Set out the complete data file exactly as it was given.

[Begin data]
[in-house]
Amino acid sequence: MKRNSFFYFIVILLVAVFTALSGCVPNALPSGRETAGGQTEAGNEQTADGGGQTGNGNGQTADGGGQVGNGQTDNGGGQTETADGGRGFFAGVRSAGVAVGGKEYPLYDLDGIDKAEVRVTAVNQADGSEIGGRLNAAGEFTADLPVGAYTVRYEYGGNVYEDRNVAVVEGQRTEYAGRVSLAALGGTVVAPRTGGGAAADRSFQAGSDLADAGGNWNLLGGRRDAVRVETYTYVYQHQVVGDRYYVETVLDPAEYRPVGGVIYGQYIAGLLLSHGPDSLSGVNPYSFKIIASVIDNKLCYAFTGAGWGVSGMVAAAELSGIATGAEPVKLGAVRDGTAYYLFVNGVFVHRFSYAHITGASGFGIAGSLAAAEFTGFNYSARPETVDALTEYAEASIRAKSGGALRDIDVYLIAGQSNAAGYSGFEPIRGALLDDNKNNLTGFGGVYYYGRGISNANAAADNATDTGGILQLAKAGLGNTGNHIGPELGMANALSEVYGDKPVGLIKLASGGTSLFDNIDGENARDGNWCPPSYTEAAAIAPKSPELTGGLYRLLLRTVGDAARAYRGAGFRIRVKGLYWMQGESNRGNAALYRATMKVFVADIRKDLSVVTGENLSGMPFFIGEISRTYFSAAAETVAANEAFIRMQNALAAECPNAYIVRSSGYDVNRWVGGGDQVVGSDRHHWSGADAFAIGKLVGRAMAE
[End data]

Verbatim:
[in-house]
Amino acid sequence: MKRNSFFYFIVILLVAVFTALSGCVPNALPSGRETAGGQTEAGNEQTADGGGQTGNGNGQTADGGGQVGNGQTDNGGGQTETADGGRGFFAGVRSAGVAVGGKEYPLYDLDGIDKAEVRVTAVNQADGSEIGGRLNAAGEFTADLPVGAYTVRYEYGGNVYEDRNVAVVEGQRTEYAGRVSLAALGGTVVAPRTGGGAAADRSFQAGSDLADAGGNWNLLGGRRDAVRVETYTYVYQHQVVGDRYYVETVLDPAEYRPVGGVIYGQYIAGLLLSHGPDSLSGVNPYSFKIIASVIDNKLCYAFTGAGWGVSGMVAAAELSGIATGAEPVKLGAVRDGTAYYLFVNGVFVHRFSYAHITGASGFGIAGSLAAAEFTGFNYSARPETVDALTEYAEASIRAKSGGALRDIDVYLIAGQSNAAGYSGFEPIRGALLDDNKNNLTGFGGVYYYGRGISNANAAADNATDTGGILQLAKAGLGNTGNHIGPELGMANALSEVYGDKPVGLIKLASGGTSLFDNIDGENARDGNWCPPSYTEAAAIAPKSPELTGGLYRLLLRTVGDAARAYRGAGFRIRVKGLYWMQGESNRGNAALYRATMKVFVADIRKDLSVVTGENLSGMPFFIGEISRTYFSAAAETVAANEAFIRMQNALAAECPNAYIVRSSGYDVNRWVGGGDQVVGSDRHHWSGADAFAIGKLVGRAMAE